Women leaving detention are prepared for their release, transfer, or removal. Women are treated sensitively and humanely and are able to retain or recover their property.

77. Women are helped to prepare for their release, transfer or removal.

The following indicators describe evidence that may show this expectation being met. They do not exclude other ways of achieving it.

  • All women, including those released at short notice, are seen shortly before leaving the centre to ensure needs have been addressed.
  • Women are given advice and assistance on immediate needs, such as housing and finance. Every effort is made to ensure that no one is released without accommodation.
  • Women are given reasonable notice of the date and time of their removal and any planned transfer or release in a language they understand.
  • Women are only placed on a reserve list for removal on a voluntary basis.
  • Women are able to inform legal advisers, family and friends of when they are to be released, transferred or removed from the centre, subject to any legitimate security issues.
  • Those being transferred into further detention are informed of the reasons for this decision and about the centre to which they are being transferred in a language they understand.
  • The Home Office informs relevant agencies of women released under licence and licence conditions are explained to women.
  • The Home Office maintains a well-researched toolkit about returning to common destination countries.
  • The toolkit is sufficient to inform Home Office and centre staff of arrangements, including financial support, that need to be put in place to enable the detainee to travel safely to their final destination and to access appropriate local support.

78. Women who are to be removed or released are treated sensitively, humanely and safely.

The following indicators describe evidence that may show this expectation being met. They do not exclude other ways of achieving it.

  • There is a multidisciplinary review of women who are considered to be vulnerable to harm. Care plans are put in place or amended as appropriate and, where necessary, describe arrangements to ensure continuity of medical care for women being released.
  • Sealed copies of health treatment documentation accompany women when they leave the centre. This includes summary medical notes and other important information. (See ‘Health services’.)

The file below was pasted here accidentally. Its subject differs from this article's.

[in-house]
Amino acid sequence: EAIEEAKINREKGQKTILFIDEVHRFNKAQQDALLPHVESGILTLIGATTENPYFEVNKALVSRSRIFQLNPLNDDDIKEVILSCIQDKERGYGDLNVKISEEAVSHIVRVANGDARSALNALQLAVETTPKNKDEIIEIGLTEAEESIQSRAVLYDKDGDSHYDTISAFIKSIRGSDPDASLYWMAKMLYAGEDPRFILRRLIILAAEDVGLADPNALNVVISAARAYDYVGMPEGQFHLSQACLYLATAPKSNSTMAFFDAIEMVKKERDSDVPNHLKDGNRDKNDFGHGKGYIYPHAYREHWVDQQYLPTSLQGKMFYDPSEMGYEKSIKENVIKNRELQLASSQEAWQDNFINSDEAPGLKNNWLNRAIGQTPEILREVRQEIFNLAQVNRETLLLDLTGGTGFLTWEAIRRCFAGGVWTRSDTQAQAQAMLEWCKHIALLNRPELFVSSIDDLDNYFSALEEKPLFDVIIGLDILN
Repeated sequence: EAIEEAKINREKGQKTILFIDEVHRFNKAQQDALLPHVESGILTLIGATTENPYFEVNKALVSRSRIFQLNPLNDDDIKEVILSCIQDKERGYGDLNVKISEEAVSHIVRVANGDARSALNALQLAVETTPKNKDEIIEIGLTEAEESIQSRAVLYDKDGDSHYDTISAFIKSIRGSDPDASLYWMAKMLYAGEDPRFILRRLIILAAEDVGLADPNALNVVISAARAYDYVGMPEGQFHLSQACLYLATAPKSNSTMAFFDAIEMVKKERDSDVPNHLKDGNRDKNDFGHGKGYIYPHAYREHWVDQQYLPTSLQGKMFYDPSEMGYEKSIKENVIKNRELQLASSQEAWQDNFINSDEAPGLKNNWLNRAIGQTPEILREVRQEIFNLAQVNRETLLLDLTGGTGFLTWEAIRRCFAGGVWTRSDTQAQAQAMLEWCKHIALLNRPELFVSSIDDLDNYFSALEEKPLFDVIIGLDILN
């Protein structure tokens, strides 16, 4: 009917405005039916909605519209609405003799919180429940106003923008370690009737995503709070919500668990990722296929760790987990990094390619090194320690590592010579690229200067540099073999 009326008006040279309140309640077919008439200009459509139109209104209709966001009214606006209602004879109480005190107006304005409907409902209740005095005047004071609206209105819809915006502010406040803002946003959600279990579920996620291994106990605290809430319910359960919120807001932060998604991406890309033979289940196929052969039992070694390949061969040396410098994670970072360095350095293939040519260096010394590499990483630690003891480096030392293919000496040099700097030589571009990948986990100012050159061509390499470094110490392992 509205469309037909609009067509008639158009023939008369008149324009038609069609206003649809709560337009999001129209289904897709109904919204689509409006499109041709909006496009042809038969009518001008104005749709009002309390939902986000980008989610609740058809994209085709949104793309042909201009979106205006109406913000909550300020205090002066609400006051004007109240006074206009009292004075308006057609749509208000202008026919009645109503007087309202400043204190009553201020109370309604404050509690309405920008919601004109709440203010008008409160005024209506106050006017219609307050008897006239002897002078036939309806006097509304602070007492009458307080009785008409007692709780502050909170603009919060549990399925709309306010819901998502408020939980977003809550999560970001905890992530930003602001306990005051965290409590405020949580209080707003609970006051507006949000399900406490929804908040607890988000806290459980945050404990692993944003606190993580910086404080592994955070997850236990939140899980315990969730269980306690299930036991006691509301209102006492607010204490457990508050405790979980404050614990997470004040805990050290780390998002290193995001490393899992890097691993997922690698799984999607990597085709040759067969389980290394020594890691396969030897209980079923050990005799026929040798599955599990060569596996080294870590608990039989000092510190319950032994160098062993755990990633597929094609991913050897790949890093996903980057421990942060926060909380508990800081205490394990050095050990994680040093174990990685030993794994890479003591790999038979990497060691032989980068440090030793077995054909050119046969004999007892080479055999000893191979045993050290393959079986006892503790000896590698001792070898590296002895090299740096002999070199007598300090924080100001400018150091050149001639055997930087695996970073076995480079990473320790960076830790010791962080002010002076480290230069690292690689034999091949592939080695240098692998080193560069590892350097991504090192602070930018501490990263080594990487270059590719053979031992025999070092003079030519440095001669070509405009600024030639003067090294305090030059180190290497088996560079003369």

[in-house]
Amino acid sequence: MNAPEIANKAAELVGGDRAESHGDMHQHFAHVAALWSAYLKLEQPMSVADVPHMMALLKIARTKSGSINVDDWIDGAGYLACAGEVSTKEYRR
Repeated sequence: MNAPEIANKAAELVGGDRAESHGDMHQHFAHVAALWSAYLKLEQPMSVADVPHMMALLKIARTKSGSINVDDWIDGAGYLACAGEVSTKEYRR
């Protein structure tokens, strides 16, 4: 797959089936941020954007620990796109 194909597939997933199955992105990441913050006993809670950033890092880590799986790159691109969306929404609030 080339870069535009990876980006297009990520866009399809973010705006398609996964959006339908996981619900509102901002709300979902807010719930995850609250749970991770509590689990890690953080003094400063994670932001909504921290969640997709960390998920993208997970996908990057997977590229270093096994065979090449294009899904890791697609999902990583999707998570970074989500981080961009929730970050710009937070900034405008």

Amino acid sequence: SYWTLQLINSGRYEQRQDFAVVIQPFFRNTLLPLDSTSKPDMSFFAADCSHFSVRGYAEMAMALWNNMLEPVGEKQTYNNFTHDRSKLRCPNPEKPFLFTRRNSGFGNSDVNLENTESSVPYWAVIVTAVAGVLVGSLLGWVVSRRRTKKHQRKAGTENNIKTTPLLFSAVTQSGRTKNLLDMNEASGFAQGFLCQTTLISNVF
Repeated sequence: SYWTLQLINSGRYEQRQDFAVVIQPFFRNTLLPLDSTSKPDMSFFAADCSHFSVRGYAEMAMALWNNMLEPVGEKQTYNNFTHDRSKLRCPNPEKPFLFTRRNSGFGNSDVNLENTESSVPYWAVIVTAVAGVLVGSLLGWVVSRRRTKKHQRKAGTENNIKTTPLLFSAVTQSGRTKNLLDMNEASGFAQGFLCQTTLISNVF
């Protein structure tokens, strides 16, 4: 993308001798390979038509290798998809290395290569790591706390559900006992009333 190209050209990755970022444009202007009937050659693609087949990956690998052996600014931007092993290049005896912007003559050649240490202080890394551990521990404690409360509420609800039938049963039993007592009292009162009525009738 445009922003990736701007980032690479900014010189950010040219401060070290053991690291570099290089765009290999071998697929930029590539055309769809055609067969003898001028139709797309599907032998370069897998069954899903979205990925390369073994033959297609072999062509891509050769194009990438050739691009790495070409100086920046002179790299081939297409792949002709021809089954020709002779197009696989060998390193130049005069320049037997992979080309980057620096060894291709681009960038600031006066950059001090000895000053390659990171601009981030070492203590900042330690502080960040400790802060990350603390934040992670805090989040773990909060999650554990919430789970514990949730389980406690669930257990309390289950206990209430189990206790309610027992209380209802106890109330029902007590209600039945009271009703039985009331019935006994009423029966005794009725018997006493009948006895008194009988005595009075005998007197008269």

• Women with substance misuse problems can continue their treatment regime at another establishment and in the community if released. They receive information on harm minimisation and on service provision in their country of origin in a language they can understand.
  • Allegations of assault on women during removal attempts, which are supported by medical evidence, are thoroughly investigated with a view to prosecution, and removals are delayed for this purpose.
  • Women being removed have clothing suitable for the climate to which they are going and can carry their belongings in a suitable bag.
  • Women about to leave the centre are able to have visits at short notice.
  • Women being released are provided with adequate funds to reach final destinations and maintain themselves in the period immediately following their arrival.
  • Immediate housing, financial and other support needs are addressed before women are released.

Human rights standards

Leaving the centre
In relation to expectation 77 and 78 above: Human rights standards emphasise that consideration must be given from the beginning of a period of detention to the detainee’s future after release, including the detainee’s need for assistance on release. Detainees must be provided with adequate clothing and sufficient means to reach their destination and to maintain themselves in the period immediately following their release. See SMR 108; EPR 33.7, 33.8.

In addition, standards require removal orders to be issued in accordance with law and detainees to be informed in advance of their removal. See TGFR 2, 4, 15. Standards also cover conditions of transport and return of property. See SMR 73; EPR 31, 32, 33.4. Detainees must be treated with respect for their dignity and human rights at all times. See SMR 1; EPR 1.

See also standards relating to safeguarding vulnerable adults (in relation to expectations 7–11).